The Mount & Blade games offer more freedom than your average RPG, allowing players to live all kinds of different lives within their sprawling open worlds. The price for that freedom, and those densely populated siege battles, is that the games are more clumsy and basic in terms of animation, physics and model detail. While watching this impressive trailer for Viking Conquest, a new expansion for M&B: Warband, it occurred to me that the lack of polish has the effect of also making the game seem more believable.
It’s like how superhero films feel more realistic when they’re depicted in “gritty” ways, as if earth tones and rain were innately more realistic than vibrant reds and yellows. I see the floating platforms bump alongside one another in Viking Conquest’s naval battles, and the flimsy swinging of supposedly sharp swords, and I think, yeah, I bet that’s what it was really like. I bet, in the past, everything was really a bit shit.
Of course, that rubbishness is becoming more and more slight over time. I remember when Mount & Blade felt empty and large battles were rare; the video above makes me realise that I desperately need to get back into the game. I might jest about its art budget, but it still looks incredible in many other ways.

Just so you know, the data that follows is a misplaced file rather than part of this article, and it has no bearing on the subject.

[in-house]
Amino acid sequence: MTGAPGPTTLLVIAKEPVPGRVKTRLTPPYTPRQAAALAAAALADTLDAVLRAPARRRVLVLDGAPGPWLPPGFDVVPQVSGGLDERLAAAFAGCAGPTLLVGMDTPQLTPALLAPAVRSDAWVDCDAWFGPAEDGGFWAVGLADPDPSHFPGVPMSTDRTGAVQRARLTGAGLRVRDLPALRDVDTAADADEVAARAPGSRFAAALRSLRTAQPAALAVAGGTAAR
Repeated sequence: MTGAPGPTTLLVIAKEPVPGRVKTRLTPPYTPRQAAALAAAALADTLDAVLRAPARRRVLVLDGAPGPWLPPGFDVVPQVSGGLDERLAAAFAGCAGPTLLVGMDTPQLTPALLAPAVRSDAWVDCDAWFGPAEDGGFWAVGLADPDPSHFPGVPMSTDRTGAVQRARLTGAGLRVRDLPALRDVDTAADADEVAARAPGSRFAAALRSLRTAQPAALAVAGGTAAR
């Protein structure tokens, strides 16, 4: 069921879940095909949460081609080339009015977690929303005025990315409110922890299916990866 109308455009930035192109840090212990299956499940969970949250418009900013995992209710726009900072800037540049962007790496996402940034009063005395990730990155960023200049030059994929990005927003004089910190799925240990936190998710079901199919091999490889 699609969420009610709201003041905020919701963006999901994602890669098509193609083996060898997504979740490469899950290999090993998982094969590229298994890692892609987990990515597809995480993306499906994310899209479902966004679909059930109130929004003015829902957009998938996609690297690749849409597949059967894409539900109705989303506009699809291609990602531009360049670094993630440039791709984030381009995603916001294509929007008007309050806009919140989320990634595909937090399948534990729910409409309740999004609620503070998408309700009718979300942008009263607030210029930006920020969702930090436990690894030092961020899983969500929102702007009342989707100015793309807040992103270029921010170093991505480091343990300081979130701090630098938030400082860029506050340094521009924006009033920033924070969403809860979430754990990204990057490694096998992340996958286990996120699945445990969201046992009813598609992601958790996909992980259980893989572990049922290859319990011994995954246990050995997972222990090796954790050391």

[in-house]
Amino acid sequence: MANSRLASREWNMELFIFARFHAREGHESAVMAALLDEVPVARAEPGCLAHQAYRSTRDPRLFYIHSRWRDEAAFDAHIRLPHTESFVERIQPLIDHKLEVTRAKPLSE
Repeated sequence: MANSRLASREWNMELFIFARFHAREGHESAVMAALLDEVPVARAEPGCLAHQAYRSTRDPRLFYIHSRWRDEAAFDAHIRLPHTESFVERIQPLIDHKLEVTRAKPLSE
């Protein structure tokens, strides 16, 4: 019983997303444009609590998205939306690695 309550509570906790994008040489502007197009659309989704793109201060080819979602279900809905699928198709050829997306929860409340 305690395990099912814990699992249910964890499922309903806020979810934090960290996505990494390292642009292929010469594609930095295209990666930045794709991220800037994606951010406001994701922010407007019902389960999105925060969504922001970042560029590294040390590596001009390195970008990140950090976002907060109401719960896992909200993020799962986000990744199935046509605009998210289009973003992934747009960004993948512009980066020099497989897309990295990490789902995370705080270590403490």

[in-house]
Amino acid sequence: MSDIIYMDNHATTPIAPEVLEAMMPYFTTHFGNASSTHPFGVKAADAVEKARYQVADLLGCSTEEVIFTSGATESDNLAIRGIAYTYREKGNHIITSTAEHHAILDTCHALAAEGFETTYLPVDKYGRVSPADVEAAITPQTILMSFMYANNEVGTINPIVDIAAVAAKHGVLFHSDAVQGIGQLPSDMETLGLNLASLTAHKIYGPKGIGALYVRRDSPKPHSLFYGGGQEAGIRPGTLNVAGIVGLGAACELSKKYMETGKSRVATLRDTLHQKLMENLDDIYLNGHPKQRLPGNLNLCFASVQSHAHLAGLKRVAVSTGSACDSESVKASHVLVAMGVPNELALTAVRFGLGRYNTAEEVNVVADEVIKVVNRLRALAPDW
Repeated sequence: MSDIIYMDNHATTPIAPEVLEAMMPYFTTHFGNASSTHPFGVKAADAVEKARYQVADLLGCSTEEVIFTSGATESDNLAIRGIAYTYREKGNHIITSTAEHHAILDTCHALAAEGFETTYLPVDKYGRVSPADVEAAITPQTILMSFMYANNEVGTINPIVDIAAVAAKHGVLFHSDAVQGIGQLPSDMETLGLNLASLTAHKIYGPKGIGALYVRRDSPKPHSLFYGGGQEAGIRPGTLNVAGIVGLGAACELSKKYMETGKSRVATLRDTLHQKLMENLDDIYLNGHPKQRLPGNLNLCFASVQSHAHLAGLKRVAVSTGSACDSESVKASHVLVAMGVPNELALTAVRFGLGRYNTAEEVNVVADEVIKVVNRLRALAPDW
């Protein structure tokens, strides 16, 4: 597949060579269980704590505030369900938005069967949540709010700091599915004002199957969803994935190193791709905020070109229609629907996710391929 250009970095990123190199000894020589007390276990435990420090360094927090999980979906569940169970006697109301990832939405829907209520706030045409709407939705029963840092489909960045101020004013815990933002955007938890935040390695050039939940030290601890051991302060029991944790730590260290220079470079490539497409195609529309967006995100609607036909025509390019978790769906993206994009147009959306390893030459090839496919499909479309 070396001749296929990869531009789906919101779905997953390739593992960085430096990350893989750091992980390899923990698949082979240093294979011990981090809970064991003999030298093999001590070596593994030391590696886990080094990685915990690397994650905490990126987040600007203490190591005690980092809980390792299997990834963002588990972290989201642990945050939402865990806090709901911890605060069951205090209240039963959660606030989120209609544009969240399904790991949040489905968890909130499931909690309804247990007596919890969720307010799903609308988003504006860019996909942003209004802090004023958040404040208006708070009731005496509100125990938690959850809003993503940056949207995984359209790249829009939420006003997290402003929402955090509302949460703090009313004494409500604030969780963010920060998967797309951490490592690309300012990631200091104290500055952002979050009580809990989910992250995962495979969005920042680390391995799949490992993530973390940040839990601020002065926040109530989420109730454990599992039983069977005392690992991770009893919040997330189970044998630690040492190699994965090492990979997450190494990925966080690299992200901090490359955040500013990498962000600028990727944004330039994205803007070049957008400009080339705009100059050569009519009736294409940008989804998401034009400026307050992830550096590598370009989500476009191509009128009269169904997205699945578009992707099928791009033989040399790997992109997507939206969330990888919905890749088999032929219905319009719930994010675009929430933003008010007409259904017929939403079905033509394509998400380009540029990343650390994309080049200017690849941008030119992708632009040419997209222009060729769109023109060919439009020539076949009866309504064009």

This might even be your last chance to enjoy any measure of rubbishness when it comes to the series’ look, as the straight sequel Mount & Blade 2: Bannerlord has been announced and it’s looking very fancy. There’s no clue as to when it’ll be released, but it’s the main focus for developers TaleWorlds while the December-bound Viking Conquest is being built by the team previously resonsible for Warband mod Brytenwalda.
Are my feelings towards Warband’s slight shoddiness in presentation a sign that we’re in for a future of deliberately lo-fi reboots? Here’s hoping for a Rocksteady Batman game that pilfers not just from Nolan’s colour scheme but from M. Dickie’s fighting system.